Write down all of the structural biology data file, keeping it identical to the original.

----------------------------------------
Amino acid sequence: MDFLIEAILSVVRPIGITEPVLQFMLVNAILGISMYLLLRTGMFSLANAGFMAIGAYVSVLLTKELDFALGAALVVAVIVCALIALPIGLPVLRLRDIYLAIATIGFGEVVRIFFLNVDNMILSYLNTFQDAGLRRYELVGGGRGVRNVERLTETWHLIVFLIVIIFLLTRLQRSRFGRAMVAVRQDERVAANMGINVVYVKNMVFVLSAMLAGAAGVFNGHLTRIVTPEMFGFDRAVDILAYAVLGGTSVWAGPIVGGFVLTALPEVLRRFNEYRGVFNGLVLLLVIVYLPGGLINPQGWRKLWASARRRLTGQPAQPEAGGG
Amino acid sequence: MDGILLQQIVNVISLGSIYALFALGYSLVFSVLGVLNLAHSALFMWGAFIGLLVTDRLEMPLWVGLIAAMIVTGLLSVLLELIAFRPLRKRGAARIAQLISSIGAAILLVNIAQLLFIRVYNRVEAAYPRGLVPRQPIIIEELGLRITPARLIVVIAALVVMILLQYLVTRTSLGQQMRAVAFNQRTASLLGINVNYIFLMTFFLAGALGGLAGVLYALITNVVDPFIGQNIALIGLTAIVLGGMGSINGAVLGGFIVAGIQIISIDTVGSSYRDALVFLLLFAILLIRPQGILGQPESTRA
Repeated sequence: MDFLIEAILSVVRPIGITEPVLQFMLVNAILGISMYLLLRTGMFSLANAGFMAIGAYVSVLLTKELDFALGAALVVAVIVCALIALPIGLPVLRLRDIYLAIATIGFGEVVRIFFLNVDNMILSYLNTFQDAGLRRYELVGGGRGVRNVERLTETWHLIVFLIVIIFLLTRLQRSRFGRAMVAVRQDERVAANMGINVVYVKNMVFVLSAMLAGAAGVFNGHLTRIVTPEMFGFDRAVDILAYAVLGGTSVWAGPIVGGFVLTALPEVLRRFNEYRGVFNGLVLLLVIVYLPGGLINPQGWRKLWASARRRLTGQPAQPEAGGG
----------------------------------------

Amino acid sequence: MDFLIEAILSVVRPIGITEPVLQFMLVNAILGISMYLLLRTGMFSLANAGFMAIGAYVSVLLTKELDFALGAALVVAVIVCALIALPIGLPVLRLRDIYLAIATIGFGEVVRIFFLNVDNMILSYLNTFQDAGLRRYELVGGGRGVRNVERLTETWHLIVFLIVIIFLLTRLQRSRFGRAMVAVRQDERVAANMGINVVYVKNMVFVLSAMLAGAAGVFNGHLTRIVTPEMFGFDRAVDILAYAVLGGTSVWAGPIVGGFVLTALPEVLRRFNEYRGVFNGLVLLLVIVYLPGGLINPQGWRKLWASARRRLTGQPAQPEAGGG
Amino acid sequence: MDGILLQQIVNVISLGSIYALFALGYSLVFSVLGVLNLAHSALFMWGAFIGLLVTDRLEMPLWVGLIAAMIVTGLLSVLLELIAFRPLRKRGAARIAQLISSIGAAILLVNIAQLLFIRVYNRVEAAYPRGLVPRQPIIIEELGLRITPARLIVVIAALVVMILLQYLVTRTSLGQQMRAVAFNQRTASLLGINVNYIFLMTFFLAGALGGLAGVLYALITNVVDPFIGQNIALIGLTAIVLGGMGSINGAVLGGFIVAGIQIISIDTVGSSYRDALVFLLLFAILLIRPQGILGQPESTRA
Repeated sequence: MDFLIEAILSVVRPIGITEPVLQFMLVNAILGISMYLLLRTGMFSLANAGFMAIGAYVSVLLTKELDFALGAALVVAVIVCALIALPIGLPVLRLRDIYLAIATIGFGEVVRIFFLNVDNMILSYLNTFQDAGLRRYELVGGGRGVRNVERLTETWHLIVFLIVIIFLLTRLQRSRFGRAMVAVRQDERVAANMGINVVYVKNMVFVLSAMLAGAAGVFNGHLTRIVTPEMFGFDRAVDILAYAVLGGTSVWAGPIVGGFVLTALPEVLRRFNEYRGVFNGLVLLLVIVYLPGGLINPQGWRKLWASARRRLTGQPAQPEAGGG